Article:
Sezgin Tanrıkulu, a Turkish deputy from the main opposition Republican People’s Party (CHP) has called on Prime Minister Binali Yıldırım to stop the practice of detaining women hours after giving birth due to their alleged links to the Gülen movement, which is accused by Turkish authorities of masterminding a coup attempt on July 15, 2016.
Tanrıkulu posted several photos of women who were detained after giving birth to babies in hospitals in different parts of Turkey and said, “Stop sending police to hospital rooms to detain woman right after their babies are delivered.”
Tanrıkulu shared photos of Rümeysa Doğan in an Antalya hospital and Ayşe Kaya from Edirne and said, “Ayşe Kaya was sent to jail as her four-day-old baby was given to its grandmother.”
Turkey survived a military coup attempt on July 15 that killed over 240 people and wounded more than a thousand others. Immediately after the putsch, the AKP government along with Erdoğan pinned the blame on the Gülen group, led by US-based cleric Fethullah Gülen. The group denies the accusations.
Hundreds of human tragedies in Turkey have so far been reported. Turkish officials, for instance, have systematically been detaining women on coup charges either when they are pregnant or shortly after giving birth. The detention of Rümeysa Doğan is the third in a week and 17th in the past 9 months.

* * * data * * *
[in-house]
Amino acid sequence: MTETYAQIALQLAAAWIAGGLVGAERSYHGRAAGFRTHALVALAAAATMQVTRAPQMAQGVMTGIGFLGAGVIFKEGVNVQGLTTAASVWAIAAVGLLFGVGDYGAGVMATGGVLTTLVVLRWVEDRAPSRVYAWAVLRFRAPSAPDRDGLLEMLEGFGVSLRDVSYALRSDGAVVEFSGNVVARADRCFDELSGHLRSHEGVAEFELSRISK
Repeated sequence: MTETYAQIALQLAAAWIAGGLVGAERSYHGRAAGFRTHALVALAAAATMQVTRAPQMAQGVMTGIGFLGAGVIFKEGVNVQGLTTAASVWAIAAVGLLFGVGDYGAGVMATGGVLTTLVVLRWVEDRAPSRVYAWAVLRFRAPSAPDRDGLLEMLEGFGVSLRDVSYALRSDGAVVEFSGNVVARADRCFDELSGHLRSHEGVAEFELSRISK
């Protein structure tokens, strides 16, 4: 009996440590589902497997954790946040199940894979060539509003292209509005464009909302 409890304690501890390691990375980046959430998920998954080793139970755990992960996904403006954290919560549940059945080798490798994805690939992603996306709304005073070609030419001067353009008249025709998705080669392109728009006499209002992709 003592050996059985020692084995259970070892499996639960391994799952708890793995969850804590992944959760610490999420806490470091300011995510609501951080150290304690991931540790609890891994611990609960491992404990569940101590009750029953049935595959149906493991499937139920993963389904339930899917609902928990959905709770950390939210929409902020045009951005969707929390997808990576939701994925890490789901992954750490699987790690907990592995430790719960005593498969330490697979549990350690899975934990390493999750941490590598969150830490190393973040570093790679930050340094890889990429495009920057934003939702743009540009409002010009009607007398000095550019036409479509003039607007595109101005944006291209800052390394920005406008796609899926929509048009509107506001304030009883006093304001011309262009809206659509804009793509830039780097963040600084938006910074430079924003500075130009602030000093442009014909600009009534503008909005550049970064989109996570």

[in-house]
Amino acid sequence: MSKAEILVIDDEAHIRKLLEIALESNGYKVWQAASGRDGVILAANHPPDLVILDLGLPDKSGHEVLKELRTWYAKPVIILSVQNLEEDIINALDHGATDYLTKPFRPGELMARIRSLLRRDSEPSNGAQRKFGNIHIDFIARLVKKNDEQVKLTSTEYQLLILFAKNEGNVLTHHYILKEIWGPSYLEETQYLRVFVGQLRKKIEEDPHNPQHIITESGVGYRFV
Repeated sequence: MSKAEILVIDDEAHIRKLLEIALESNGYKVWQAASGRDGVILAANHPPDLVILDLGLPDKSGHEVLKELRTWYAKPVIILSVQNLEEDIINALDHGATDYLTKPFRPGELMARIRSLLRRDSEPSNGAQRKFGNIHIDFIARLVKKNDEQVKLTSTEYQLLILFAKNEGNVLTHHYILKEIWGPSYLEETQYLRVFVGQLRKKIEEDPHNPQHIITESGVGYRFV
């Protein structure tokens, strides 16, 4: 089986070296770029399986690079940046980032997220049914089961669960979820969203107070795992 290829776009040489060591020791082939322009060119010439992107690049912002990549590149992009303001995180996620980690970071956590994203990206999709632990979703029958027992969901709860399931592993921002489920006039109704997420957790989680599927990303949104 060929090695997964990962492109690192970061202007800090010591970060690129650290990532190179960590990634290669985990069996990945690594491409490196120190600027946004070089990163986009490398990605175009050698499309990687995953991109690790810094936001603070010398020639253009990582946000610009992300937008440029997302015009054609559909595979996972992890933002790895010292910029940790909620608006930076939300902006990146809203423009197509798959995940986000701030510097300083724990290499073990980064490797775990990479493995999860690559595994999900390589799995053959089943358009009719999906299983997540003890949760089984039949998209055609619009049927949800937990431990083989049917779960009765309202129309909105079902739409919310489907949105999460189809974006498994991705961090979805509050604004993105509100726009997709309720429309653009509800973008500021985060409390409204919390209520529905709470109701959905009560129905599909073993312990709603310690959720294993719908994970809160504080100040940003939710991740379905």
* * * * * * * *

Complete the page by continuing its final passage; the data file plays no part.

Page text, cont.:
In June, teacher Esra Demir was detained a day after giving birth in Batman as part of the witch-hunt targeting the Gülen movement.
In May, Aysun Aydemir, an English teacher who gave birth to a baby in a Cesarean procedure, was detained at the hospital for links to the Gülen movement and subsequently arrested by a court and put in pretrial detention with a three-day-old baby in Zonguldak province.
In late January, Fadime Günay, who had just given birth, was detained by police at Antalya’s Alanya Başkent Hospital as part of the same witch-hunt.
In early January, Ş.A., a former private school teacher and mother of a week-old premature infant, was taken into police custody over links to the movement while she was on her way to the hospital to feed the baby.
A day after Ş.A. was taken into police custody, another mother known as Meryem gave birth to twins by C-section at a hospital in Konya and was detained by police despite doctors’ reports that she should not travel and was taken to Aksaray from Konya in a police car.
According to recent data released by the Ministry of Justice, more than 2,250 mothers are held in penal institutions, of whom 520 are obliged to raise their 0 to 6-year-old children in prison.
A total of 138,148 people have been dismissed from their jobs, 118,235 detained and 55,927 arrested as part of a government crackdown following the failed coup last summer, a tally by TurkeyPurge.com said.